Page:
Kusal Mendis: His Car Killing and Aftermath reviewed on Facebook

Sugath Kulatunga on Facebook

As a person who has experienced dozing off on the wheel on long drives during my youth, I am sorry to see the virulent criticism of Kusal Mendis on the fatal accident caused by him. Falling asleep on the wheel can happen to any driver who has been driving for long hours or who is tired. This is not an attempt to exculpate Kusal from any guilt but to give a different aspect of the issue. Specific statistics on this category of accidents are not readily available in Sri Lanka. But it can be assumed to be fairly high.

For the information of the public and critics I produce an extract from a report on the subject from the United States: “According to the National Sleep Foundation, about half of U.S. adult drivers admit to consistently getting behind the wheel while feeling drowsy. About 20% admit to falling asleep behind the wheel at some point in the past year – with more than 40% admitting this has happened at least once in their driving careers.
These startling figures show how prevalent drowsy driving is. What drivers may not realize is how much drowsy driving puts themselves – and others – at risk. In fact, an estimated 5,000 people died in 2015 in crashes involving drowsy driving, according to a Governors Highway Safety Association report.
Impact of Drowsiness on Driving
Driving while drowsy is similar to driving under influence of alcohol:
• Drivers’ reaction times, awareness of hazards and ability to sustain attention all worsen the drowsier the driver is
• Driving after going more than 20 hours without sleep is the equivalent of driving with a blood-alcohol concentration of 0.08% – the U.S. legal limit
• You are three times more likely to be in a car crash if you are fatigued
A driver might not even know when he or she is fatigued because signs of fatigue are hard to identify. Some people may also experience micro-sleep – short, involuntary periods of inattention. In the 4 or 5 seconds a driver experiences micro-sleep, at highway speed, the vehicle will travel the length of a football field.
Prevalence of Drowsy Driving Crashes
According to the National Highway Traffic Safety Administration, every year about 100,000 police-reported crashes involve drowsy driving. These crashes result in more than 1,550 fatalities and 71,000 injuries. The real number may be much higher, however, as it is difficult to determine whether a driver was drowsy at the time of a crash.
A study by the AAA Foundation for Traffic Safety estimated that 328,000 drowsy driving crashes occur annually. That’s more than three times the police-reported number. The same study found that 109,000 of those drowsy driving crashes resulted in an injury and about 6,400 were fatal. The researchers suggest the prevalence of drowsy driving fatalities is more than 350% greater than reported.”

Comments on FB

Cdnt he hv stopped for a few minutes and hd a cat nap. Did he hv to attend an important meeting or something? Was he driving for a long time/distance. He cd hv stopped and taken a cab, which are readily available.

Please read the para above- “A driver might not even know when he or she is fatigued because signs of fatigue are hard to identify. Some people may also experience micro-sleep – short, involuntary periods of inattention. In the 4 or 5 seconds a driver …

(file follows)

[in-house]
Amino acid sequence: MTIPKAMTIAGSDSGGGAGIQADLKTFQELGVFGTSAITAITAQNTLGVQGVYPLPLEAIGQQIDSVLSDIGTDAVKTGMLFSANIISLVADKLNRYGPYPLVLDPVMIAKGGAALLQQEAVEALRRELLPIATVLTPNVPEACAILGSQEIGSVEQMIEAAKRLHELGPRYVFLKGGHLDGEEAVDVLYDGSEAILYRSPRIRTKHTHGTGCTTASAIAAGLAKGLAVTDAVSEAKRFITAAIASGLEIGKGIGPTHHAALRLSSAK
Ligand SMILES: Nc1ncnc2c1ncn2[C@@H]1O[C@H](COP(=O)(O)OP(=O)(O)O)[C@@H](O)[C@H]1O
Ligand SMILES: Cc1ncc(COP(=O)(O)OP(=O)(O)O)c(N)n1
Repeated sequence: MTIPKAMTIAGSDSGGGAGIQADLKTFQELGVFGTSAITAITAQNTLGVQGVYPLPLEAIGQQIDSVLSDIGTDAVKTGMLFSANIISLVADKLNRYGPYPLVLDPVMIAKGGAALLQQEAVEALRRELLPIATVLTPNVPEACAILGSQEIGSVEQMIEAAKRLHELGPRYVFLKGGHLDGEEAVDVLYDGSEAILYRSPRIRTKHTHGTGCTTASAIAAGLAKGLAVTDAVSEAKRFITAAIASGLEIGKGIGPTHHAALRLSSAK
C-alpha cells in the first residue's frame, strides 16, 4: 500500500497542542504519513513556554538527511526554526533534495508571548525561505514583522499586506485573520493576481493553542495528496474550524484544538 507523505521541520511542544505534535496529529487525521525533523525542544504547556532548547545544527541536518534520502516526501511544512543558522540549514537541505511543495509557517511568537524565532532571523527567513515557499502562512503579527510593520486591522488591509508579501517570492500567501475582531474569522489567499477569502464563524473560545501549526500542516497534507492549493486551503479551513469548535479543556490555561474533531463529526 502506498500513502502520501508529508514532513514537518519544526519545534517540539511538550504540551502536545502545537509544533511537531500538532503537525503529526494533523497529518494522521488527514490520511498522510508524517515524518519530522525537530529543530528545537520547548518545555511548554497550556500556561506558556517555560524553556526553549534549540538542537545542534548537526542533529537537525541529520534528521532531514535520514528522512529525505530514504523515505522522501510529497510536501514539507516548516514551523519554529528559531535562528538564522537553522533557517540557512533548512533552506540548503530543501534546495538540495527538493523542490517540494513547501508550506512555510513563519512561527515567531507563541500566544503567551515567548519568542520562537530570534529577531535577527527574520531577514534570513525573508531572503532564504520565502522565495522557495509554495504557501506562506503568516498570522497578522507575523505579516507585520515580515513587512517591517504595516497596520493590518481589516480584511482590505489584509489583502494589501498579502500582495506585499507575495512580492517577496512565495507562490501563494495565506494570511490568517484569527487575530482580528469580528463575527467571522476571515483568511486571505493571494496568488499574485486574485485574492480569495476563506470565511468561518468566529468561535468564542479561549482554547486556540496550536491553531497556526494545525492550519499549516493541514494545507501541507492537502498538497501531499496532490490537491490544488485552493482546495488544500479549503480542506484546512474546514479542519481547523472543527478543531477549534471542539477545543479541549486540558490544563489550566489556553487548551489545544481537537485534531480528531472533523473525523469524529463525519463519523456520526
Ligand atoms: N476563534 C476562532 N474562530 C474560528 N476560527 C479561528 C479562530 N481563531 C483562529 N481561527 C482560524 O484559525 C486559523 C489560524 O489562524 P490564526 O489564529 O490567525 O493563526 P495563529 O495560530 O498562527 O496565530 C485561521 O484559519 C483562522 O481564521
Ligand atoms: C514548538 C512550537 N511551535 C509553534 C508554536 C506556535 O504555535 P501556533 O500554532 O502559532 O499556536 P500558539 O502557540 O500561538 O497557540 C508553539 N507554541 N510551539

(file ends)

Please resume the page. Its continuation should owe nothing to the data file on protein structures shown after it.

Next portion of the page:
• Yasapal Nanyakkara
      After the collision he would been awakened.Then he must take care of the victim.That is the law and human sensitivity.He failed and did the opposite.That is wrong and for that he is guilty
I agree that anyone can meet with an accident. It is his actions his actions afterwards that cannot be reconciled with what is expected of a person in such a situation. The victim was lying on the road for 45 minutes, enough time to have got him to the hospital emergency and given a chance at life. The fact that Kusal failed to do that was unacceptable for me. He did not stop or slowdown. The really difficult thing for me to figure out is how he could see clearly to drive home as the windscreen on the driver’s side was completely disfigured.
I agree that his post accident conduct is unacceptable and not only the driver but the other passengers should have acted differently. If I recollect correctly Kusal’s lawyer stated in courts that Kusal stopped but he was under shock and could not act sensibly.
Sugath Kulatunga, ……………in the CCTV footage it does not show him stopping. Of course he would have panicked. I think that is what happened probably.
     ***************

ALSO NOTE

* https://www.newindianexpress.com/sport/cricket/2020/jul/05/sri-lanka-cricketer-kusal-mendis-arrested-over-car-accident-that-killed-pedestrian-2165695.html

ADDITIONAL COMMENTARY by PRIVATE EMAIL

An EMAIL from Sugath Kulatunga, 11 July 2020:  …. Thank you for giving publicity to the different aspects of Kusal’s accident. I also wrote that the CCTV shows that he was driving on the wrong lane on an open and straight road which means he had lost control of the car.”

An EMAIL from a former Ceylon cricketer, 11 July 2020: “Re Kusal Mendis’ accident I fault him for being out till 5 am after a wedding…. We have just got over a 21/2 month curfew/lockdown and people should be more responsible. I hope the Cricket Board has an inquiry and takes action.”

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Filed under accountability, discrimination, legal issues, life stories, politIcal discourse, security, self-reflexivity, sri lankan society, transport and communications, trauma, unusual people, world events & processes

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